Tài liệu Báo cáo khoa học: 1. Signal Transduction 1.1 Integration of Metabolism and Survival pdf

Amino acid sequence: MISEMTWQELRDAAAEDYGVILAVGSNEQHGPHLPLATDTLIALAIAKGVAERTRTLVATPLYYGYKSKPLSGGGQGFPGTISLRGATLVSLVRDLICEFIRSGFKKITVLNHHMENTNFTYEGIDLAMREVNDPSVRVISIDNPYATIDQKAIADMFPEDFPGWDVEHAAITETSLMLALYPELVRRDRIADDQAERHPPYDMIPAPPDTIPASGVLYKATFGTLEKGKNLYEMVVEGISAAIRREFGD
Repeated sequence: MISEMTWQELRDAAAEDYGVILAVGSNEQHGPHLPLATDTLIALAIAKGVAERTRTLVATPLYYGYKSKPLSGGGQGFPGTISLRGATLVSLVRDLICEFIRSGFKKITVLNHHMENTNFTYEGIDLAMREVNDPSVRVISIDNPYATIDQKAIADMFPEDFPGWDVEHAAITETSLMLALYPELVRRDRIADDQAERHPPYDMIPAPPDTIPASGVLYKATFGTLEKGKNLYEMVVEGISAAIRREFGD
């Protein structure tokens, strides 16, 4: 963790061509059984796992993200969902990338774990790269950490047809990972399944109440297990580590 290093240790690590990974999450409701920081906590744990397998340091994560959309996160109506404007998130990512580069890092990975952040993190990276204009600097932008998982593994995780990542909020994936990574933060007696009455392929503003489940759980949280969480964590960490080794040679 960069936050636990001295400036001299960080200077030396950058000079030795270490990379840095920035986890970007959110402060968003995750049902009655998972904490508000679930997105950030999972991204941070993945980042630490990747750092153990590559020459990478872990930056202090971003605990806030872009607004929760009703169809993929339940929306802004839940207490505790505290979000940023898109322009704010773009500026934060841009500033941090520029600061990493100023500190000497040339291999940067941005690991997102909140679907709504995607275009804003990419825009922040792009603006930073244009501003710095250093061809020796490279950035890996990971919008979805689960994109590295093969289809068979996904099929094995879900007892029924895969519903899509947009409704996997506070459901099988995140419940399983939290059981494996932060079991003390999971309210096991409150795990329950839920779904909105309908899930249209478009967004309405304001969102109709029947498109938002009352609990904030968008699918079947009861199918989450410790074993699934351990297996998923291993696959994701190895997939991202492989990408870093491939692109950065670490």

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1. Signal Transduction1.1 Integration of Metabolism and SurvivalS1.1-1Regulation of metabolism by estrogensignalingJ. Gustafsson, R. Rodrigo and W. WarnerDepartment of BioSciences and Nutrition, Novum, KarolinskaInstitutet, Stockholm, Sweden.E-mail: jan-ake.gustafsson@mednut.ki.seEstrogen is known to influence glucose homeostasis but the roleof estrogen receptors in muscle glucose metabolism is unknown.Therefore, we investigated the expression of the two estrogenreceptors, ERa and ERb and their influence on regulation ofGLUT4, and its associated structural protein, caveolin-1, inmouse muscle. ERa and ERb are co-expressed in the nuclei ofmost muscle cells and their levels were not affected by absence ofestradiol (in aromatase knockout, ArKO, mice). GLUT4 expres-sion on the muscle cell membrane was not affected by loss ofERb but was extremely reduced in ERa–/–mice and elevated inArKO mice. Upon treatment of ArKO mice with the ERb agon-ist, DPN, GLUT4 expression was reduced. Caveolin-1 expressionwas higher in ArKO mice and lower in ERb–/–and ERa–/–micethan in WT littermates. GLUT4 and caveolin-1 were colocalizedin WT and ArKO mice, but not in ERb–/–and ERa–/–mice.Thus, ERa is necessary for GLUT4 expression while ERb has asuppressive role. Both ERb and ERa are necessary for optimalcaveolin-1 expression. Taken together, these results indicate thatreduction in GLUT4 is a plausible explanation for the insulinresistance observed in ERa)/)mice and that colocalization ofcaveolin-1 and GLUT4 is not an absolute requirement for muscleglucose metabolism.S1.1-2Nutritional sensing in the MTOR/S6K1pathway in the development of obesity anddiabetesG. ThomasGenome Science, Genome Reserach Institute, Cincinnati, OH,USA. E-mail: thomasg4@uc.eduEarlier we showed that nutrient overload induces S6K1 activa-tion, which suppresses insulin-induced class 1 PI3K signalingleading to insulin resistance. Counter to the prevailing view, ourrecent studies show that the nutrient, e.g. amino acid (AA), inputto S6K1 is not mediated by the tumor suppressor TSC1/TSC2 orits target the oncogene Rheb. In the absence of TSC1/2, we findS6K1 is activated and refractile to insulin, but still regulated byAAs. However this is not the case for Rheb, as siRNA knock-down of Rheb protein levels blocks both the insulin and AAinput to S6K1. Nonetheless, withdrawal of AAs has no effect onRheb-GTP levels, but triggers S6K1 inactivation, indicatingRheb-GTP is necessary but not sufficient for AA induced S6K1activation. This suggested the AA input to S6K1 is on a parallelpathway to the TSC1/2-Rheb axis. That wortmannin, a class 1PI3K inhibitor, blocks AA-induced S6K1 activation but AAs donot induce PKB activation, suggested a novel wortmannin sensi-tive signaling component mediated the AA input to S6K1, whichwe identified as class 3 PI3K, hVps34. In brief, ectopic expressionof hVps34 drove S6K1 activation, an effect blocked by hVps34siRNAs. Moreover, AAs increase hVps34 activity and the pro-duction of PI3P, which serves to recruit FYVE or Px containingproteins to endosomes to build signaling platforms. Consistentwith this, S6K1 activation is attenuated by ectopic expression ofa dominant interfering cDNA containing two FYVE domains.S1.1-3Regulation and function of the WNK1 andWNK4 protein kinasesD. AlessiMRC Protein Phosphorylation Unit, University of Dundee,Dundee, UK. E-mail: d.r.alessi@dundee.ac.ukThe WNK family of protein kinases were originally identified asenzymes that lack a conserved Lys residue normally found insubdomain II of the catalytic domain. Subsequent studies, identi-fied mutations in the genes encoding WNK1 and WNK4, in fam-ilies with an inherited hypertension and hyperkalaemia disorder,called PHAII/Gordon1s syndrome. WNK isoforms are large pro-tein kinases (WNK1-2382 residues, WNK4-1243 residues), inwhich the catalytic domain is located at the N-terminus. Apartfrom two putative coiled-coil domains, the remainder of theWNK polypeptides possess no obvious structural features. Muta-tions in the WNK1 gene found in PHAII subjects, are deletionsin intron-1, which elevate the expression of the WNK1 protein,indicating that hypertension could result from increased expres-sion of WNK1. Consistent with this notion, mice lacking oneallele of WNK1, had lower blood pressure. Thus far, the muta-tions in the WNK4 gene found in PHAII subjects, lie distal toboth of the putative coiled-coil domains. Little is known aboutthe molecular mechanism by which WNK isoforms regulate cel-lular processes. In my talk I will present our recent results thatindicate that the WNK protein kinases are activated by osmoticstress and phosphorylate and activate protein kinases of theSTE20 family, termed STE20/SPS1-related Proline-Alanine-richKinase (SPAK) and the Oxidative Stress Response kinase-1(OSR1).Abstracts41.2 Integration of Defence and SurvivalS1.2-1Immuno-receptors recognition of antigens: theT-cells caseD Gakamsky and I. PechtImmunology, Weizmann Institute of Science, Rehovot, Israel.E-mail: israel.pecht@weizmann.ac.ilResolution of the interaction mechanism between the T-cell recep-tor (TCR) and its ligands, MHC peptide (MHCp) complexes, isstill a central problem in immunology. These are characterized rel-atively high specificity and modest affinities. 3-D structures ofTCR-MHCp complexes revealed marked changes are observed,primarily in the TCR, upon ligand binding the. Moreover, bothtime course and affinity measurements of TCR-MHCp interactionsobtained using the Surface Plasmon Resonance (SPR) methodestablished the 0.1–100 mM affinity range for the interactions ofthe different TCR-MHCp couples examined. These were inter-preted to be a result of relatively slow association (103–105/M/s)and fast complex dissociation (0.1–100/s) rate constants. However,practically all values for the association rate constants were calcu-lated by assuming the operation of a reversible, single step reactionmechanism. This conflicts with the crystallographic evidence forconformational changes taking place in the TCR upon interactionwith its ligands, and calls for considering a more complex mechan-ism for MHCp-TCR interaction. Indeed, an in-depth analysis ofkinetic data obtained by SPR as well as an independent, FRETbased study of TCR-MHCp interactions shows that these fit welltwo different, though related mechanisms, both involving conform-ational transitions coupled to the binding process.S1.2-2Amplification and control of B cell antigenreceptor signalingM. Reth and Y. KulathuInstitute for Biology III and Max-Planck-Institute forImmunobiology, Freiburg, Germany.E-mail: reth@immunbio.mpg.deSignal transduction from the B cell antigen receptor (BCR)involves not only the activation of BCR-proximal protein tyro-sine kinases (PTK) like Syk and Lyn, but also the inhibition ofprotein tyrosine phosphatase (PTP) like SHP-1 through the oxi-dation of its catalytic active cysteine. For signaling it is thereforeimportant that the BCR is localized to areas of high productionof oxidants and low PTP activity. Under these condition Syk isreleased from auto-inhibition by binding to the BCR and canamplify the BCR signal through ITAM phosphorylation. Theactivation of Syk and its release from auto-inhibition involves atthe same time a conformational change and its translocation tothe plasma membrane via binding of its tandem SH2 domain tophosphorylated ITAMs. To uncouple these two important eventsin Syk activation, we have targeted Syk permanently to the mem-brane and tested a panel of Syk mutants for their function. Thesedata show that several parts of the Syk molecule are involved inthe auto-inhibition control. Once resuming an open conforma-tion, Syk can recruit other signalling molecules thus facilitatingtheir phosphorylation and the propagation of the BCR signal.These studies, which are conducted in a novel signalling pathwayreconstitution system with S2 Schneider cells, give a moredetailed inside into the mechanistic aspect of BCR signaling.S1.2-3Temporal regulation of cytolytic T cellprogrammingG. Verdeil, J. Chaix, A. Guimezanes, N. Auphan-Anezin andA. Schmitt-VerhulstCentre d’Immunologie de Marseille-Luminy, CNRS-INSERM-Univ. de la Me´diterrane´e, Marseille, France.E-mail: verhulst@ciml.univ-mrs.frNaı¨ve CD8 T cells may develop into cytolytic effectors followingengagement of their clonally expressed antigen receptor (TCR),thus committing the T cells to a program that includes clonalexpansion, differentiation, and long-term survival. Incompletedifferentiation has been reported, however, in particular for weaktumor antigens. To understand the molecular basis for the plasti-city in CD8 T cell differentiation, we analyzed the response ofmonoclonal naı¨ve CD8 T cells to antigenic ligands of differentaffinity. A transient versus stable pattern of gene expression wasinduced by weak versus strong TCR agonists, respectively. Forthese transcripts, including those of the IL-2 receptor (IL-2R),cytolytic effector molecules (granzyme B, perforin) and TNF-Rfamily members (GITR, OX40, 4-1BB), expression was sustainedupon addition of IL-2, an effect mimicked by expression of anactive form of STAT5. Epigenetic modifications of histones asso-ciated with relevant genes were delayed in response to weakagonists. Addition of IL-2 failed to shorten this delay, butinduced STAT5 binding to granzyme B and 4-1BB promoters. Adelayed and weak ERK1/2 activation in response to weak TCRagonists was correlated with a delayed onset of proliferation. Wethus identified the TCR, IL-2R and members of the TNF-R fam-ily, as sequential contributors to the proliferation, differentiationand survival of effector CD8 T cells, involving ERK, STAT5 andNF-kB signaling pathways, respectively.1.3 Rhythmic Signals: The Setting of Biological TimeS1.3-1An ultradian clock in yeast: metronome forintracellular coherenceD. Lloyd1and D. Murray21Microbiology Group (Biosi 1) Cardiff University, Cardiff, Wales,UK,2The Systems Biology Instititue, Shinanomachi ResearchPark, Keio University School of Medicine, Shinjuku-ku, Tokyo,Japan. E-mail: lloydd@cf.ac.ukSelf-synchrony of a densely-populated culture of Saccharomycescerevisiae in aerobic continuous culture under controlled condi-tions of stirring, temperature and pH reveals an ultradian (with aperiod of about 40\,min) clock. The high amplitude respiratoryoscillation is robust in that it can be maintained over extendedtimes(up to months) and its period is compensated for tempera-ture and nutrtional changes. Extensive studies of metabolism andmicromolecular synthesis indicate that an oscillatory alternationbetween oxidative and reductive states underlies the observedoutputs (mitochondrial respiratory activity, nicotinamide indica-ated by nucleotides reduced glutathione content, mitochondrialinner membrane potential and levels of transcripts). Ultra-structural changes also occur during redox state transitions;Abstracts5mitochondrial matrix volume indicates energization states. Wesuggest that this timekeeping mechanism serves as the universalcoordinating time-base upon which all intracellular reactions,pathways, processes and events are dependent for synchronouscoordination and coherence. Circadian control systems thatmatch internal activities to environmental changes may use ultra-dian rhythyms as their bases. The observables of the culture pro-vide us with a unique insight into the temporal organization ofthe living state in every cell and at all times.Lloyd D. and Murray D. B. Ultradian metronome: timekeeperfor orchestration of cellular coherence. TIBS 30: 373–377.S1.3-2The mammalian circadian timing system: fromcyclic transcription to rhythmic physiologyB. Kornmann, F. Gachon, H. Reinke, J. Ripperger,G. LeMartelot and U. SchiblerDepartment of Molecular Biology and NCCR Frontiers inGenetics, University of Geneva, Geneva, Switzerland.E-mail: ueli.schibler@molbio.unige.chCircadian pacemakers were originally believed to exist only in afew specialized cell types, such as SCN neurons. However, inrecent years, this view has been challenged by the discovery thatself-sustained and cell-autonomous circadian clocks are operativein most peripheral organs. We are studying how such peripheraloscillators can drive overt cycles in physiology. The PAR basicleucine zipper (PAR bZip) proteins DBP, HLF, and TEF serveas clock output regulators. Their expression is governeddirectly by cellular circadian oscillators. In turn, the rhythmicaccumulation of these proteins results in daily cycles of targetgene expression. Transcriptome profiling studies with PAR bZipdeficient knockout mice revealed that DBP, HLF, and TEF regu-late primarily the transcription of genes involved in hepatic,renal, and intestinal detoxification and genes of the innate andadaptive immune system. REV-ERBalpha, a nuclear orphanreceptor acts as a strong transcriptional repressor when bound toRORE elements. It generates circadian expression cycles ofBMAL1 and CLOCK, the two positive limb members of themolecular oscillators, by periodically repressing the transcriptionof these genes. In addition, REV-ERBalpha governs the circadianexpression of several enzymes and regulators of lipid metabolism.Our genetic Rev-Erbalpha loss-of-function and gain-of-functionstudies suggest that circadian transcription in the periphery canbe governed by cell-autonomous and systemic cues.S1.3-3Central and peripheral clocks in ontogenyA. Sumova, Z. Bendova, M. Sladek, R. El-Hennamy,K. Laurinova, Z. Jindrakova and H. IllnerovaDepartment of Neurohumoral Regulations, Institute of Physiology,Academy of Sciences of the Czech Republic.E-mail: sumova@biomed.cas.czIn mammals, endogenous rhythmicity of the principal circadianclock located within the suprachiasmatic nucleus (SCN) isentrained predominantly by a light–dark cycle through pathwaysemanating from retinal photoreceptors. Via separate pathways,non-photic cues may also reset the clock. The SCN clock entrainscircadian clocks in numerous peripheral tissues and controlsrhythms of various body functions. During ontogeny, themolecular mechanism responsible for generation of the circadianrhythmicity develops gradually from prenatal to postnatal periodboth in the SCN and in peripheral organs. At the beginning, thematernal SCN sets the phase of the developing fetal and earlypostnatal clocks. In altricial rodents, the external light–dark cyclestarts to reset the SCN clock only after the first postnatal week.However, full adjustment to the day-length, i.e. to the photope-riod, is accomplished only around the time of weaning. Appar-ently, maternal and photic resetting of the developing circadianclocks employ different and non converging signaling pathways.While the photic entrainment pathways have already beenroughly recognized, maternal entrainment pathways are still onlysuggested. The data will summarize the current knowledge onmechanism of setting the time of the developing SCN and periph-eral clocks. It appears that signaling from mothers and from theoutside world to the newborn circadian clocks might be verycomplex.1.4 NF-jB Pathway in Normal Physiology and DiseaseS1.4-1The IKK complex-linking inflammation tocancerM. KarinDepartment of Pharmacology, University of California, San DiegoLa Jolla, CA, USA. E-mail: karinoffice@ucsd.eduA link between inflammation and cancer has been suspected forover two millennia, but its molecular nature remained ill defined.It has also been observed that certain bacterial (for instance Heli-cobacter pylori) and viral (for instance HBV and HCV) patho-gens are major risk factors for certain types of cancer, mostnotably gastric and liver cancers. We have postulated that tran-scription factor NF-jB may be at the center of this nexus, asNF-jB is activated in response to infection and inflammationand in turn upregulates expression of anti-apoptotic and growthpromoting genes. As there are several NF-jB transcription fac-tors, we decided to inactivate the critical catalytic subunit of theIjB kinase (IKK) complex, IKKb, as a way to inhibit activationof most NF-jB forms. While inflammation is a major factor thatcontributes to the development and progression of CAC andother inflammation-linked cancers and is estimated to be involvedin up to 20% of all human cancers, we asked whether inflamma-tion driven by NF-jB has an important role in other forms ofcancer where chronic inflammation or infection do not precedetumor development. To that end, we used a model of chemically-induced hepatocellular carcinoma (HCC) based on exposure ofmice to a complete and potent carcinogen – diethyl nitrosamine(DEN). Heretofore, DEN administration, although resulting inpronounced cytotoxicity, was not found to trigger an inflamma-tion response.S1.4-2NF-jB signalling in muscle regenerationN. Rosenthal, F. Mourkioti, E. Lara-Pezzi and M. PasparakisMouse Biology Unit, EMBL-Monterotondo, Rome, Italy.E-mail: rosenthal@embl.itThe adult mammalian body does retain the robust repair capa-city of the embryo into adulthood and gradually loses its regener-ative potential. Our approach has been to intervene in themechanisms at work in the mammalian response to damage orAbstracts6disease by reducing the impediments to effective regeneration ofskeletal muscle. In one intervention, transgenic supplementationof a locally acting Insulin-like Growth Factor 1 isoform (mIGF-1) promotes efficient tissue repair of damaged skeletal and car-diac muscle without scar formation, and prevents muscle atrophyin heart failure. In a second intervention, repression of the NFjBinflammatory pathway by mIGF-1 in damaged muscle hasprompted studies in which mice lacking functional NFjB signal-ling specifically in skeletal muscle exhibit increased muscle regen-erative capacity. In a second intervention, supplementalexpression of a naturally occurring, active calcineurin isoform(CnAb1), which is normally induced transiently during skeletalmuscle regeneration and in response to mIGF-1 in atrophyingmuscle, enhances repair and reduced fibrosis in response to dam-age, and activates repressors of the NFjB pathway. Takentogether, these observations support the feasibility of recapturingembryonic regenerative capacity by modulating key signallingpathways in the adult to restore injured or degenerating tissues.S1.4-3The biology of NF-jB interactions withchromatinG. NatoliDepartment of Experimental Oncology, European Institute ofOncology, Milan, Italy. E-mail: gioacchino.natoli@ifom-ieo-cam-pus.itNF-jB is a family of rapidly activated transcription factors con-served in multi-cellular eukaryotes, whose main role is to controlinducible transcription of most inflammatory genes, as well asgenes involved in multiple steps of cancer development and pro-gression. Overall, we know far less about the mechanisms regula-ting NF-jB activity in the nucleus than about signalingmechanisms responsible for its activation.Understanding NF-jB-regulated transcription is a crucial task todecode the logic of physiological and abnormal inflammatoryresponses and it should provide general paradigms about controlof inducible transcription in higher eukaryotes. How are NF-jB:DNA transactions regulated? How are NF-jB-dependentgenes with different functions expressed with kinetics that suittheir function? How different microbes and inflammatory stimulican induce transcriptional outputs that are plastically adapted toeach input? Transcriptional specificity may represent a partic-ularly relevant task in the context of the anti-microbial response,since rapid and successful elimination of any pathogen willrequire the induction of a suitable transcriptional program. Inmy talk I will review some recent advancements in this field andtheir implications.1.5 Signaling and Cancer: Nuclear Receptor ConnectionS1.5-1Androgen action and prostate carcinogenesisF. Saatc¸ iog˘luDivision of Cellular and Molecular Biology, Department ofBiology, University of Oslo, Oslo, NorwayAndrogens have critical roles in the development and mainte-nance of the male reproductive system and important for pro-gression of prostate cancer. Using a simple screening protocol,we have cloned androgen responsive genes that are also enrichedto prostate for expression. The characterization of three of thesegenes and the proteins that they encode will be presented: Kallik-rein 4 (KLK4), six transmembrane protein of prostate 1(STAMP1), and STAMP2. KLK4 belongs to the KLK family,which includes Prostate Specific Antigen (PSA, or KLK3), asecreted protein that is widely used as a diagnostic marker forprostate cancer. KLK4 is regulated by androgens and is highlyspecific to prostate for expression. Interestingly, KLK4 is the firstmember of the KLK family that is intracellularly localized.KLK4 is predominantly expressed in the basal cells of the normalprostate gland and overexpressed in prostate cancer. STAMP1and STAMP2 are six transmembrane proteins. WhereasSTAMP1 is largely specific to prostate for expression, STAMP2has a wider tissue distribution and its expression is exquisitelyregulated by androgens. Live cell imaging using STAMPs fusedwith green flourescent protein (GFP) show that STAMPs shuttlebetween the trans-Golgi network (TGN) and the plasma mem-brane suggesting that they may be involved in the secretory/endo-cytic pathways. STAMP1 is expressed exclusively in the epithelialcells of the prostate and its expression is significantly increased inprostate tumours compared with normal glands, whereasSTAMP2 is highly overexpressed in a subset of the prostate ade-nocarcinoma specimens compared with normal prostate epithelialcells. Ectopic expression studies indicate that these genes may beinvolved in proliferation of prostate cancer cells. Taken together,these data suggest that KLK4, STAMP1, and STAMP2 contri-bute to the normal biology of the prostate cell, as well as pros-tate cancer progression. In addition to these data, the molecularmechanism of antiandrogen action will be presented, determinedby live cell imaging of GFP-tagged androgen receptor (AR) inter-acting with its target sites.S1.5-2Transcription factor mobility and promoterprogressionG. L. Hager, R. L. Schiltz, M. Wiench, T. Johnson, S. John,A. Nagaich and Y. QiuLaboratory of Receptor Biology & Gene Expression, NCI, NIH,Bethesda, MD, USA. E-mail: hagerg@exchange.nih.govThe classical view of nuclear receptor action postulates the staticbinding of liganded receptors to the promoter. We discovered,however, that nuclear receptors interact dynamically with regula-tory elements in living cells, and have proposed the hit and runhypothesis for receptor function. We have also observed thatsteroid receptor responsive promoters move through a complexseries of activity states, a phenomenon we term promoter pro-gression. Genome-wide profiling of glucocorticoid receptor (GR)regulated loci reveals several classes of response, including genesthat are transiently activated and genes that are transientlyrepressed. Thus receptor action either leads to a series of eventsAbstracts7programmed into each promoter, or the receptor and/or associ-ated factors are subject to a time dependent modification of theiractivity states. We have discovered that HDAC1 is a coactivatorfor GR induction of MMTV. A sub-fraction of HDAC1 presentin a complex with GR becomes acetylated upon hormone treat-ment. This acetylated form of HDAC1 appears in the GR com-plex when MMTV transcription is inhibited, indicating thatacetylation of HDAC1 plays a repressive role on MMTV tran-scription. These findings suggest that a critical component of theGR responsive transcriptional apparatus requires deacetylationby HDAC1 for activity, and inactivation of the enzyme duringthe induction cycle inhibits this process, thus shutting down thepromoter after a period of transient activation.S1.5-3Analysis of steroid hormone receptor functionby gene targetingG. Schu¨tzMolecular Biology of the Cell I, German Cancer Research Center,Heidelberg, Germany. E-mail: g.schuetz@dkfz.deGermline and somatic gene targeting of genes for steroid hor-mone receptors allows the characterization of their functions aswell as their molecular modes of action. For the glucocorticoidreceptor (GR) multiple modes of action have been identified. Thereceptor activates expression of genes by binding as a dimer toglucocorticoid response elements (GRE) as well as by interactionas a coactivator with DNA-bound Stat5. The receptor is able torepress expression of genes by protein–protein interaction and bybinding to negative GREs. Cre/loxP-mediated generation ofsomatic mutants of the mineralocorticoid receptor (MR) circum-vents the early lethality observed after germline inactivation.Inactivation of MR in the forebrain leads to impaired hippocam-pal-dependent learning, but the limbic MR is dispensable for themaintenance of basal hypothalamic–pituitary–adrenal axis activ-ity. The mechanisms underlying the critical actions of estrogen inthe secretion of the gonadotropin-releasing hormone (GnRH) areunknown. A neuron-specific ERa mutation in the forebrain leadsto infertility and loss of the positive feedback effects of estrogenupon GnRH neurons. As GnRH neurons do not express ERal-pha, these results indicate that ERalpha-expressing neuronal aff-erents to GnRH neurons are critical for the preovulatory GnRH/LH surge. These genetic approaches not only reveal novel neuralfunctions of these regulatory molecules in gene expression, butalso unprecedented modes of their activity.1.6 Cell Surface Receptors and Downstream TargetsS1.6-1Small GTPase signalling pathways in tumourbiologyC. J. MarshallOncogene Team, Cell and Molecular Biology, Institute of CancerResearch, London, UK. E-mail: chris.marshall@icr.ac.ukSmall GTPases of the Ras, Rho and Ral families play importantroles in tumour biology. Genetic alterations to small GTPasesunderscore this role. Ras is mutated in some tumours while wildtype RhoA and RhoC are over-expressed particularly in moreaggressive tumours. As well as their individual roles it is emer-ging that there are significant interactions between small GTPasesignalling pathways. Interesting examples of such interactions areemerging through studies on invasion/cell motility. A number ofthe transcriptional targets of ERK-MAP kinase signalling down-stream of oncogenic Ras are involved in cell movement andadhesion. Others act through regulating the activation state ofRho-family signalling pathways, for example by down-regulationof ROCK or Rho activation and up-regulating Rac activation.S1.6-2Signal transduction via receptors for PDGFand TGF-beta – possible targets for tumortherapyC H. HeldinLudwig Institute for Cancer Research, Uppsala University,Uppsala, Sweden. E-mail: c-h.heldin@licr.uu.sePlatelet-derived growth factor (PDGF) and transforming growthfactor-beta (TGF-beta) affect cell growth, survival and migration,and have important functions during the embryonal develop-ment. PDGF isoforms exert their cellular effects via two structur-ally similar tyrosine kinase receptors. Since PDGF promotes cellgrowth and survival, overactivity of the PDGF signaling pathwayis associated with diesease, e.g. malignacies. We have exploredthe use of PDGF antagonists in tumor treatment, and found effi-cient inhibition of tumor growth in animal models of tumors dri-ven by autocrine PDGF production. In addition, we haveobserved that inhibition of paracrine PDGF stimulation of stro-mal fibroblasts and vessel pericytes lowers tumor interstitial fluidpressure and tumor angiogenesis. TGF-beta has a more compli-cated role in cancer; initially TGF-beta is a tumor suppressorthrough its ability to inhibit growth and to promote apoptosis oftumor cells. At later stages, when tumor cells become insensitiveto the cytostatic effects of TGF-beta, TGF-beta has tumor pro-moter effects through stimulation of epithelial-to-mesenchymaltransition of tumor cells, stimulation of angiogenesis andsuppression of the immune system. We are currently delineatingthe signaling pathways involved in the various cellular effects ofTGF-beta, and exploring the possible use of TGF-beta antago-nists in tumor treatment.S1.6-3New functions of focal adhesion kinase: amajor Src effector involved in cancerM Frame and B SerrelsBeatson Institute, Glasgow, UK.E-mail: m.frame@beatson.gla.ac.ukFAK expression is elevated, often at the level of gene dosage/amplification, in epithelial cancer cells. We reported the firstskin-specific conditional knockout of FAK using Cre-lox technol-ogy. Skin carcinogenesis experiments revealed that FAK defici-ency leads to reduced incidence of papillomas and inhibition ofprogression to carcinomas. Mechanistically, loss of FAK is asso-ciated with increased apoptosis in both keratinocytes in vitro andin the skin in vivo, particularly in the hair follicle bulge regionwhere the stem cell targets for tumorigenesis reside. We haverecently expressed putative gain-of-function and loss-of-functionmutants of FAK as skin-targeted transgenes, and have found thatelevated FAK expression can cause accelerated carcinogenesisAbstracts8and progression to carcinoma. In addition to our in vivo experi-ments, in vitro experiments have identified a new function of theFAK FERM domain in regulating actin assembly via the Arp2/3complex. Specifically, the FERM domain binds and recruits theArp2/3 complex to peripheral adhesion sites. Critically, Arp2/3 issubsequently released from complex with FAK by integrin-induced auto-phosphorylation of FAK-tyrosine-397, which liesadjacent to the FAK FERM domain. Moreover, release ofArp2/3 is associated with recruitment of actin into filaments inthe vicinity of focal adhesions. These data suggest new ways inwhich integrin and Src signalling to FAK may contribute to thecancer phenotype.1.7 Signaling Through Ion ChannelsS1.7-1Voltage-gated sodium channel upregulation asan accelerating factor in cancer cell behaviourM.B.A. DjamgozDivison of Cell & Molecular Biology, Imperial College London,London, UK. E-mail: m.djamgoz@imperial.ac.ukElectrophysiological recordings from contrasting strongly versusweakly metastatic human prostate cancer (PCa) and breast can-cer (BCa) cells showed that the former specifically expressedfunctional voltage-gated sodium channels (VGSCs). At mRNAlevel, the upregulation was greater than 1000-fold. Similar upre-gulation of VGSC mRNA and protein was detected in humanbiopsies. Blocking VGSC activity with the highly specific neuro-toxin, tetrodotoxin (TTX), suppressed the cells’ metastatic behav-iours (MCBs) in vitro. Thus, lateral motility (includinggalvanotaxis), transverse migration, endocytic membrane activity,adhesion and Matrigel invasiveness were modulated by 50%,consistent with the notion that VGSC activity would potentiatemetastasis. Semi-quantitative PCR measurements also revealedthat Nav1.7 and Nav1.5 were the culprit VGSCs in PCa andBCa, respectively. Importantly, in both cancers, the VGSC wasexpressed in its neonatal splice form. In the case of BCa, the neo-natal splice variant differed from the adult in a string of sevenamino acids of unique sequence and a polyclonal antibody couldbe raised to target the VGSC protein. Blocking VGSC activity inthe human BCa MDA-MB-231 cell line with either the antibodyor siRNA, again, suppressed MCB by 50% and eliminated theTTX sensitivity, i.e. the potentiating effect of VGSC. It is conclu-ded that VGSC expression/activity is a viable novel target forclinical management of metastatic disease.S1.7-2The role of EAG, a potassium channel, incancerW. Stu¨hmerMBNS, Max-Planck-Institute of Experimental Medicine, Go¨ttin-gen, Germany. E-mail: wstuehm@gwdg.deIon channels are increasingly being linked to cancer and tumourprogression. Here we describe a voltage-gated, potassium select-ive channel (EAG or ether-a-go-go) with novel electrophysiologi-cal properties, whose normal physiological function is yetunknown but which acts as an oncogene if expressed ectopicaly.One of the most characteristic properties of the channel, its ionicselectivity, is modulated during cell-cycle transitions. Strikingly,the expression of the human EAG is restricted to brain, but it isalso present in several tumour-derived cell lines. While normaltissue is not stained with EAG antibodies, over 75% of tumourstested showed positive staining. Experiments under in vitro condi-tions have demonstrated decreased proliferation of EAG1-expres-sing cells by inhibition of this channel. This inhibition of EAG1is accomplished using RNA interference, functional anti-EAG1antibodies, or (unspecific) EAG1 channel blockers. We have usedthe eXplore Optix system to visualize the distribution of EAG inan in vivo mice tumour model. For this, a specific recombinantFab fragment against EAG was labelled either with DsRed orCy5.5. These IR-fluorescent antibody constructs were injectedinto immuno-suppressed mice carrying previously grafted MDA-MB-435 S human mammary carcinoma cells. This enabled us tofollow tumour localization as well as tumour progression. Weconclude that EAG is a widely distributed tumour marker withdiagnostic and therapeutic potential.S1.7-3Cyclic nucleotide-gated ion channelsA. Menini, A. Boccaccio and S. PifferiNeurobiology Sector, International School for Advanced Studies,SISSA, Trieste, Italy. E-mail: menini@sissa.itIon channels activated by the binding of cyclic nucleotides arepresent in several types of cells. Their main physiological roleconsists in translating changes in the concentration of cAMP orcGMP into a variation of the membrane potential. Cyclic nuc-leotide-gated (CNG) channels were first discovered in the outersegment of retinal rods and shortly after in the cilia of olfactorysensory neurons. In these sensory systems CNG channels medi-ate sensory transduction by conducting cationic currents carriedprimarily by sodium and calcium ions. In olfaction the bindingof odorants to olfactory receptors in the cilia causes, via G pro-tein activation of adenylyl cyclase, the increase of intracellularcAMP, which directly opens CNG channels. The increase inintracellular calcium entering through CNG channels has bothinhibitory and excitatory feedback effects. The opening ofCa-activated Cl channels increases the transduction currentbecause olfactory sensory neurons maintain a high intracellularCl concentration, whereas calcium in combination with calmodu-lin exerts a negative feedback on CNG channels. By using thewhole-cell voltage-clamp technique to record the current, incombination with photolysis of caged cAMP or 8-Br-cAMP, weshowed that the Ca feedback on CNG channels is the mainmolecular mechanism responsible for fast adaptation in olfactorysensory neurons.Abstracts9 . 1. Signal Transduction 1. 1 Integration of Metabolism and Survival S1 .1- 1Regulation of metabolism by estrogensignalingJ. Gustafsson, R. Rodrigo and. kinase -1 (OSR1).Abstracts4 1. 2 Integration of Defence and Survival S1.2 -1 Immuno-receptors recognition of antigens: theT-cells caseD Gakamsky and I.